The Kia Carnival is decidedly unapologetic about its MPV status and it makes no bones about it. It isn’t just bare-bones function without the fun either, because as you’ll see, it’s feature-laden with all the latest in-car mod-cons to keep the occupants, erm, occupied, especially when it’s fully-laden.
Now in its fourth generation, the big Kia’s design is bold and almost brutalist in execution, with the Ceramic Silver of our test-car practically the colour of concrete, which helps reinforce this impression.
In spite of its utilitarian function, the Carnival certainly isn’t designed to be anonymous.
As most other modern MPVs/SUVs have evolved into differing degrees of crossovers, there’s no mistaking the stark, sharply-defined silhouette of the Carnival as it traverses our roads.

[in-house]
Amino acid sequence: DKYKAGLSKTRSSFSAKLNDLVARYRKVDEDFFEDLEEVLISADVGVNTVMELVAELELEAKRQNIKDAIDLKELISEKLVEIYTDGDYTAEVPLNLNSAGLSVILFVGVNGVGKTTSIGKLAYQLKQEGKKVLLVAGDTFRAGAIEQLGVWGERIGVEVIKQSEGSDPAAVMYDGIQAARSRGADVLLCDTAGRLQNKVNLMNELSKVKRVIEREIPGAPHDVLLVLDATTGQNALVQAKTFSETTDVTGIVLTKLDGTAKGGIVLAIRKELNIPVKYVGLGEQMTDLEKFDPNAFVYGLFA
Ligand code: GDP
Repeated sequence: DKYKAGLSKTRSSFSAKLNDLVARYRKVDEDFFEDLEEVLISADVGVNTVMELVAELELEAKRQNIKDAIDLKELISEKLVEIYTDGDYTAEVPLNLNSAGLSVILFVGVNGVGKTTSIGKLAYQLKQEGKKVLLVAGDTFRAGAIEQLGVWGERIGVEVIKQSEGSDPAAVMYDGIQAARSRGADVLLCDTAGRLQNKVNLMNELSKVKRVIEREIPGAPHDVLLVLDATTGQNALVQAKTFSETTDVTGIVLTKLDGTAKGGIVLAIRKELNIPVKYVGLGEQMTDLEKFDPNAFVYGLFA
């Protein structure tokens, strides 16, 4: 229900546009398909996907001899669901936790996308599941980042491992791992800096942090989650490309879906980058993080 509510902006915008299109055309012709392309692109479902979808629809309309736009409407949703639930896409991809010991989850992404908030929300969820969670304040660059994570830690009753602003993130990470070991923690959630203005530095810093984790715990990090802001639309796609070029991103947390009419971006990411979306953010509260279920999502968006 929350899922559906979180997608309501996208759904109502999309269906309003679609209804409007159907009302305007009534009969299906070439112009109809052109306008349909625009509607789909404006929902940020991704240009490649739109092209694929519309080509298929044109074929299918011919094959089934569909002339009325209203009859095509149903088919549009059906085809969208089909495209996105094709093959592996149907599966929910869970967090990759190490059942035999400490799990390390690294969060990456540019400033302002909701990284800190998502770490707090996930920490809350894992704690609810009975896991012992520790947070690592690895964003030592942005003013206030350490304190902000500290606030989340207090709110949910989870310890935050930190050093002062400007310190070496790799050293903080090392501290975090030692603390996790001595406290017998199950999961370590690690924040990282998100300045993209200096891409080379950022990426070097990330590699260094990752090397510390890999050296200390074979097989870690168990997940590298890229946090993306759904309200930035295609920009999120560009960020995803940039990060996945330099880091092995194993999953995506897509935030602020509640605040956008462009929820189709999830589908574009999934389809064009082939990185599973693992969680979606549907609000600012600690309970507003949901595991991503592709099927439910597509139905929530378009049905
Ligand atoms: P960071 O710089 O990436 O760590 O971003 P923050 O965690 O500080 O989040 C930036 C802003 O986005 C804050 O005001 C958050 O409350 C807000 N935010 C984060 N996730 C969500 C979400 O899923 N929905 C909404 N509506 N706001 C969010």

Kia’s prominent ‘tiger-nose’ front design with LED DRL headlamps integrated into its powerful grille - very apt for the Year of the Tiger – and a full-width rear light-bar help create a road presence for the Carnival that is unmistakable.
It has two qualities we feel are essential for MPVs: sliding doors and a torquey, turbodiesel engine.
Sliding doors are underrated and a real boon when you’re loading/unloading, tight confines or not, because you no longer have to manoeuvre items or contort yourself around the protrusions of conventionally opening doors.
Even better if they feature one-touch open/close operation, as they do in the Carnival.
Turbodiesels of late have taken a backseat to hybrids and EVs and aren’t popular politically or to the trendy, eco-evangelist crowd.